Originally built as tomb for Emperor Adriano, later transformed into a safe residence for the Pope, this round building sits on a square base and a statue of an Angel on the top, from which the name; Castel Sant’Angelo means in fact Castle Saint Angel.
Keep walking until the first bridge and cross the Tevere, heading towards Piazza Navona, where you can admire the beautiful fountain of the Triton by Bernini.
C. Piazza Navona
Piazza Navona is one of the most famous sites in Rome.
The oval shape of the square is due to the fact that originally, in 85 AC it housed a stadium in which athletes of all disciplines competed.
In the middle of the square you find the Fountain of the Four Rivers by Gian Lorenzo Bernini. The rivers represented by statues are Nile, Ganges, Danube, and Rio De La Plata.
On either sides of the square there are two more fountains by the same author, Giovanni della Porta: the Fountain of Neptune and the Fountain of the Moor.
Piazza Navona at Christmas Time
Piazza Navona is always a nice destination for Roman walks and tourist sight-seeing, but at Christmas time even more so, and it becomes particularly attractive foe families and children because the Piazza is populated by vendors of sweets, balloons, Holidays decorations, and Merry go Rounds.
Piazza NavonaClick thumbnail to view full-size
From Piazza Navona you can easily walk to the Pantheon, another historic structure of ancient Rome.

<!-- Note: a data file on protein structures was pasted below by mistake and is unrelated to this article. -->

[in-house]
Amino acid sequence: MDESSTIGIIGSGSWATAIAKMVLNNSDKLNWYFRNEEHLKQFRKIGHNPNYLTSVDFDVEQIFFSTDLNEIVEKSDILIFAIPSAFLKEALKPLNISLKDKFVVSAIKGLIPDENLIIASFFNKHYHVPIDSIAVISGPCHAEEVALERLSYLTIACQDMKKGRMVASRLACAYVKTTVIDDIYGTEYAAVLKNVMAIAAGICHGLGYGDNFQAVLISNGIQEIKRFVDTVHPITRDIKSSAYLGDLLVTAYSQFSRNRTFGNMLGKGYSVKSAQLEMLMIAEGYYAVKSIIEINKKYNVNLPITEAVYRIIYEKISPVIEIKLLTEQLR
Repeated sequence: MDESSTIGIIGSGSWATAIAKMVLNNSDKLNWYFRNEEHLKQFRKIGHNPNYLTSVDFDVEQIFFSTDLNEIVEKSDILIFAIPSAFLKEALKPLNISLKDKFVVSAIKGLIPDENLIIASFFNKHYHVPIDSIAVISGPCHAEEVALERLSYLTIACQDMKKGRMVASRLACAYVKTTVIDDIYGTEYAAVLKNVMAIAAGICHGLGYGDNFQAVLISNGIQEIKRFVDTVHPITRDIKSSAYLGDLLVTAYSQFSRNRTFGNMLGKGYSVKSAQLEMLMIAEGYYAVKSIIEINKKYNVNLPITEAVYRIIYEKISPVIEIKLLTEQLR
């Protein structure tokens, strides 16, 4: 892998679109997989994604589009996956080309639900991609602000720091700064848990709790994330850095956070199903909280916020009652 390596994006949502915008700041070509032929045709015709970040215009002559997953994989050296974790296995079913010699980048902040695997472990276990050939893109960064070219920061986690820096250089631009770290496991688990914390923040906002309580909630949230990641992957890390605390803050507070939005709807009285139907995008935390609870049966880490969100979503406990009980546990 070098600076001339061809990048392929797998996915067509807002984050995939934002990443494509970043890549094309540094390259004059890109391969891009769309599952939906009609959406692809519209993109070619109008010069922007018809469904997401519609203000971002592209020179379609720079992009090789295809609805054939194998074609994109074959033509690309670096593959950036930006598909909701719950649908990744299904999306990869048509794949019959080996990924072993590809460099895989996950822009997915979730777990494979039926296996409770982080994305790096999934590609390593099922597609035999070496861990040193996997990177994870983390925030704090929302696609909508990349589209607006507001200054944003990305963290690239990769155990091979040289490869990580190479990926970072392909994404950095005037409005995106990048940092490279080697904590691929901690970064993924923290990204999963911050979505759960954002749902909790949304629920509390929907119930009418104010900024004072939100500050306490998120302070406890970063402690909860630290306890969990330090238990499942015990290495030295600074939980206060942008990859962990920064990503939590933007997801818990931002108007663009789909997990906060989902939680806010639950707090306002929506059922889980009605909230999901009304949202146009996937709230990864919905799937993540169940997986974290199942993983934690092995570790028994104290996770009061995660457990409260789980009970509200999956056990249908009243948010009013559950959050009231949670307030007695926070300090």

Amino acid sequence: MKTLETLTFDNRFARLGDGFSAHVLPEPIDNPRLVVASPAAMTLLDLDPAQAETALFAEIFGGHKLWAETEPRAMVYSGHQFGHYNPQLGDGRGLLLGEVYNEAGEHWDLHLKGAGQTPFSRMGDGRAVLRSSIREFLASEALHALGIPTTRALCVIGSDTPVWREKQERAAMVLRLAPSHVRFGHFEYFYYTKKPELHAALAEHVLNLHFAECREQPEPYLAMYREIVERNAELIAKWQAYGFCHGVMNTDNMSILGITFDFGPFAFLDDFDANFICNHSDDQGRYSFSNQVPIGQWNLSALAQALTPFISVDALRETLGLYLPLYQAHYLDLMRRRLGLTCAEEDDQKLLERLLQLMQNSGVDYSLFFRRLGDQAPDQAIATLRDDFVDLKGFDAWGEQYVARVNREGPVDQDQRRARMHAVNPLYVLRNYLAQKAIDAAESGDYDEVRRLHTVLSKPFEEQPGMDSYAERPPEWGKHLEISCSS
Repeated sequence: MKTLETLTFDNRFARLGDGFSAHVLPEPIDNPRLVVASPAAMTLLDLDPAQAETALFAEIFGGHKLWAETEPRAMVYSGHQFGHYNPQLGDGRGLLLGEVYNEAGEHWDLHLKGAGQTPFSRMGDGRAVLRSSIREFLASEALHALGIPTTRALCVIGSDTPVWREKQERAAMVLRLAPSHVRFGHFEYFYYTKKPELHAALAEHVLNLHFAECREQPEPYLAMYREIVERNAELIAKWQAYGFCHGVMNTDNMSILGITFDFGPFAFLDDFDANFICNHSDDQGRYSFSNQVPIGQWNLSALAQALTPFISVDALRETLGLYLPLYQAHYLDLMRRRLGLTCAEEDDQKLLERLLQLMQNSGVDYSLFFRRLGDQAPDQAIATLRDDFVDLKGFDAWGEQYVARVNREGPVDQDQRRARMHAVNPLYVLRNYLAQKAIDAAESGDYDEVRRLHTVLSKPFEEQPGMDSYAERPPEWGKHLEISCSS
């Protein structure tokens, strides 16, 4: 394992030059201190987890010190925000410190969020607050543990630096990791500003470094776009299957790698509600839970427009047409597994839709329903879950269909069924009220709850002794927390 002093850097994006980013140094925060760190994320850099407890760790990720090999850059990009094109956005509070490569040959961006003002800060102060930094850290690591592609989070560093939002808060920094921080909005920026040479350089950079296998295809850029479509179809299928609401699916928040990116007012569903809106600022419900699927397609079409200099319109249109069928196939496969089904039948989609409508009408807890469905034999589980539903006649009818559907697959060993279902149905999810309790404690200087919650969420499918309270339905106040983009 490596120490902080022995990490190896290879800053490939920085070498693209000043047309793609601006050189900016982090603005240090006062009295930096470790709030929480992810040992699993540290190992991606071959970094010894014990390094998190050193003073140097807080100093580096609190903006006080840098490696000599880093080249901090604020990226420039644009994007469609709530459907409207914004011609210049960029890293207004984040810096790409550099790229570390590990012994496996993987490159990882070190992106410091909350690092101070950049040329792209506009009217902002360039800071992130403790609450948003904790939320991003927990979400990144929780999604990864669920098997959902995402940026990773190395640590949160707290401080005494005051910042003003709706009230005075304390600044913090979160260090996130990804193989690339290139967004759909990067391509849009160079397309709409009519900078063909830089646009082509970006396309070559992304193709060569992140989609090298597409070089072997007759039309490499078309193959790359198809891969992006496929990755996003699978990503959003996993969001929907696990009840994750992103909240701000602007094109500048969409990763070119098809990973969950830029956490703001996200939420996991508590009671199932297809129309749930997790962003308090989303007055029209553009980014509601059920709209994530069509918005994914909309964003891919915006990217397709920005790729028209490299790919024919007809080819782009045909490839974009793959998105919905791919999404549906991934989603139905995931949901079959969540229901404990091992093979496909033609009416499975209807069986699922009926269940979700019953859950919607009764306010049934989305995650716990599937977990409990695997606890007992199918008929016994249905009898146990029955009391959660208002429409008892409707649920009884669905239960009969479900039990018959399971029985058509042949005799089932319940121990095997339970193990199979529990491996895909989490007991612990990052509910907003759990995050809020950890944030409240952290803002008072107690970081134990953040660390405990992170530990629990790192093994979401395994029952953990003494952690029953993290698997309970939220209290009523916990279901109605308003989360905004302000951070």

Originally built in 27 BC as a temple dedicated to the Olimpian Gods the Pantheon has been transformed into a Christian Basilica in 609 AC by Pope Boniface IV.
The Pantheon stands in the square called Piazza della Rotonda, and nearby there are several places where to eat, but my favorite stop is the caffe’ bar La Tazza D’Oro. If you are an espresso lover, you’ve got totry the frozen espresso with whipped cream; for $2.50 it’s espresso delight.
Dining in Rome
Rome is full of great family style restaurant, from simple to fancy. The area of Trastevere is famous for its culinary richness, in fact it offers some of the best local cuisine.
It's always a good idea to ask locals for suggestions to where to go, even the local Police is very friendly and usually willing to give advice and suggestions to tourists on any subject.
I usually ask salespersons in local shops, they are there every day and know the area and the best places to eat.
E. Altare Della Patria - Vittoriale
The morning after we got up early and started the day with a nice breakfast at the hotel and we took the bus towards Piazza Venezia, where there is the majestic Altare della Patria, where there is the tomb of the unknown soldier with perennial military guard.